By Jackie Morlan
Community engagement is the foundation of a free nation.
The public hearing in Bayfield held on Jan. 30 about lifting the ban on the establishment of marijuana dispensaries, licensed growers and testers of this product within the town limits was indeed a testament to people who were motivated to spend two hours on a Tuesday night voicing their opinions.
There must have been more than 100 people in attendance. What most people seemed to be unaware of at this public hearing was that the Bayfield trustees are elected by town residents and represent the majority of voters or those people who are their constituents.
Not that the voice of the community is not important, but those living within the town borders are the ones who need to decide, in the end.
Most of the 100 people in attendance signed in and after a tally of these signatures, almost 70 perceny of those in attendance were residents of La Plata County, residents of Forest Lakes or Durango. Only 30 out of 100 people were present who lived within the town limits. Most of these people did not speak up. Where were residents of the town?
Communities are engaged when they have a passion about something. It was obvious most people who attended opposed lifting the ban. It was also apparent as one scanned the audience that the younger population of Bayfield was mostly missing. Grey-haired people permeated the room, and I am one of them.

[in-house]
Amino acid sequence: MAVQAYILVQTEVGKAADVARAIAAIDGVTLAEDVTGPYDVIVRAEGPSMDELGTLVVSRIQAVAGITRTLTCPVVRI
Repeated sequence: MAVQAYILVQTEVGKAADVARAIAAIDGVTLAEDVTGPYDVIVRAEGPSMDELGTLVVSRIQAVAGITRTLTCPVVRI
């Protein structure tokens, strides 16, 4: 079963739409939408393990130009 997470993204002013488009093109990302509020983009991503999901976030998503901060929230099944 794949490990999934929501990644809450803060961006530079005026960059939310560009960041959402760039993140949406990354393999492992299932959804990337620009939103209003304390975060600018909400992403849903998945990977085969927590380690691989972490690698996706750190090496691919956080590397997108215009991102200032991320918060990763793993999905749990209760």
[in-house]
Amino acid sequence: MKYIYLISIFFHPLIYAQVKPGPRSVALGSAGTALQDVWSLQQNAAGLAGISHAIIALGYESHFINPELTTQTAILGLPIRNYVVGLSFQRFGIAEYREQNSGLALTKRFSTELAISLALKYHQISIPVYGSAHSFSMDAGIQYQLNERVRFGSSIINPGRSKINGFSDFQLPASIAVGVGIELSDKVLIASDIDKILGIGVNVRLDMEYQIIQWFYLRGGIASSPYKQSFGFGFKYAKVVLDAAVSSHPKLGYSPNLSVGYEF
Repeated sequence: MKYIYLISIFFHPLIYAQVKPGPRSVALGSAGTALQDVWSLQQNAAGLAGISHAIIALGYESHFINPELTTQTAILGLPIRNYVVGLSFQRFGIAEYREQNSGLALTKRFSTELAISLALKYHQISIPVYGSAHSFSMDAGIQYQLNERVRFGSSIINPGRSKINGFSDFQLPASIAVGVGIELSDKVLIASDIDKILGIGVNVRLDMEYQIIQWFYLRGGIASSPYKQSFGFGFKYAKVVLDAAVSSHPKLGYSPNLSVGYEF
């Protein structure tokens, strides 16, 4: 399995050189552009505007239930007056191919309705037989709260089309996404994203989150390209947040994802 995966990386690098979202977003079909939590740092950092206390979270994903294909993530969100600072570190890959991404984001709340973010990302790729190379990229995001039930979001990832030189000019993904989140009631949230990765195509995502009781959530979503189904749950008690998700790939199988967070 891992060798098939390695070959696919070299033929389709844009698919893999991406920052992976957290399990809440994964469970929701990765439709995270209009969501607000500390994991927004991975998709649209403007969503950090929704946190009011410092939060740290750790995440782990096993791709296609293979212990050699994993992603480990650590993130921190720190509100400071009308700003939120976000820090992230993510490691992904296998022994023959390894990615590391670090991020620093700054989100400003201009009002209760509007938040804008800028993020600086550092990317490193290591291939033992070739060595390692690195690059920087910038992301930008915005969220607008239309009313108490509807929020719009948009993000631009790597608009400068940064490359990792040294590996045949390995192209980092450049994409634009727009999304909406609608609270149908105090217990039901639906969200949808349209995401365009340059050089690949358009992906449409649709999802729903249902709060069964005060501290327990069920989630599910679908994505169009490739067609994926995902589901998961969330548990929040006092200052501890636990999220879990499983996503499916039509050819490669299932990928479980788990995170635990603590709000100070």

As the night continued, the atmosphere of negativity built as one person after another spoke of their belief that marijuana would lead to a homeless population and crime. Neither homelessness nor crime has been cited as being directly correlated to opening up dispensaries in Mancos nor Durango. Ask the people who know.
One can find information to support most ideas that people want to believe to be true. What can be true for Bayfield residents is to have a source of revenue from the establishment of marijuana dispensaries that could and probably will exceed $6,000 collected in taxes each month. That's what Durango is receiving from each of its 10-plus dispensaries.
Bayfield residents can take the path that leads to being able to proceed with the many projects that have been funded by grants in the recent past.
When all is said and done, the town has no immediate funds to proceed with progressive projects like completing the river trail, producing new signs around town so that people and visitors can easily navigate, creating more fields, and so much more. Bayfield's Parks and Recreation Comprehensive Plan makes it clear that if the town is to proceed, either more taxes for town residents will need to become a reality, increasing or initiating participants' fees or creating a recreation district.
Lifting the ban is more than just producing more money for Bayfield town residents.
It's about bringing more commerce into our town, creating job opportunities, and it is about being progressive. We all hear about the term "Shop Locally." Let the people who use cannabis or those who want to grow it have the freedom to do so. The trustees of the Town of Bayfield should place the issue on the November ballet so that town residents can have time to study the issue, become more educated about the pros and cons and then vote. That is how democracy works.
Jackie Morlan is a community organizer and longtime resident of Bayfield.